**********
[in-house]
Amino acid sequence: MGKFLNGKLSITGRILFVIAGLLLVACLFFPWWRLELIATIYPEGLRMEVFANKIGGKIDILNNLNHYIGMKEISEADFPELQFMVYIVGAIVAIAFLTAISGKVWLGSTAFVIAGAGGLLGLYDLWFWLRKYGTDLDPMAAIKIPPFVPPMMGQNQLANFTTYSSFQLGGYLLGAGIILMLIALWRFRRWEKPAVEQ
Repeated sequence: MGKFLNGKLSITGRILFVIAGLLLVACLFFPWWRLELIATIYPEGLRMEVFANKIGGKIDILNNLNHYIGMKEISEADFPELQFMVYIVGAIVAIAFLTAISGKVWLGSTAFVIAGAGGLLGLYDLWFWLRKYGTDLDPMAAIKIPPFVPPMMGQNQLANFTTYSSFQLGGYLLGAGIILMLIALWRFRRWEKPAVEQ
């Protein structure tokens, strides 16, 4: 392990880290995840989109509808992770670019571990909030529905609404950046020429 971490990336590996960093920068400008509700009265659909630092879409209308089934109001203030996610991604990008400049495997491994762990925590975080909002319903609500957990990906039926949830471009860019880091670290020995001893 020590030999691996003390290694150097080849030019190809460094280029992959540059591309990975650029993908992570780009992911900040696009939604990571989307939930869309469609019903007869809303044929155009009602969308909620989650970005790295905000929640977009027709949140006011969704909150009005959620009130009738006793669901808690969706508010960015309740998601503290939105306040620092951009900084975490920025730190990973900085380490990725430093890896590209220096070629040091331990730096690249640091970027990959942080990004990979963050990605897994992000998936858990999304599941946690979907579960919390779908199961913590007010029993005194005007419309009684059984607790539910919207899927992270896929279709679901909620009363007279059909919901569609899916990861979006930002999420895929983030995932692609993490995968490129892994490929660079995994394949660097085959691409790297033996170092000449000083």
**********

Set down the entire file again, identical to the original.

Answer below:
[in-house]
Amino acid sequence: MGKFLNGKLSITGRILFVIAGLLLVACLFFPWWRLELIATIYPEGLRMEVFANKIGGKIDILNNLNHYIGMKEISEADFPELQFMVYIVGAIVAIAFLTAISGKVWLGSTAFVIAGAGGLLGLYDLWFWLRKYGTDLDPMAAIKIPPFVPPMMGQNQLANFTTYSSFQLGGYLLGAGIILMLIALWRFRRWEKPAVEQ
Repeated sequence: MGKFLNGKLSITGRILFVIAGLLLVACLFFPWWRLELIATIYPEGLRMEVFANKIGGKIDILNNLNHYIGMKEISEADFPELQFMVYIVGAIVAIAFLTAISGKVWLGSTAFVIAGAGGLLGLYDLWFWLRKYGTDLDPMAAIKIPPFVPPMMGQNQLANFTTYSSFQLGGYLLGAGIILMLIALWRFRRWEKPAVEQ
């Protein structure tokens, strides 16, 4: 392990880290995840989109509808992770670019571990909030529905609404950046020429 971490990336590996960093920068400008509700009265659909630092879409209308089934109001203030996610991604990008400049495997491994762990925590975080909002319903609500957990990906039926949830471009860019880091670290020995001893 020590030999691996003390290694150097080849030019190809460094280029992959540059591309990975650029993908992570780009992911900040696009939604990571989307939930869309469609019903007869809303044929155009009602969308909620989650970005790295905000929640977009027709949140006011969704909150009005959620009130009738006793669901808690969706508010960015309740998601503290939105306040620092951009900084975490920025730190990973900085380490990725430093890896590209220096070629040091331990730096690249640091970027990959942080990004990979963050990605897994992000998936858990999304599941946690979907579960919390779908199961913590007010029993005194005007419309009684059984607790539910919207899927992270896929279709679901909620009363007279059909919901569609899916990861979006930002999420895929983030995932692609993490995968490129892994490929660079995994394949660097085959691409790297033996170092000449000083």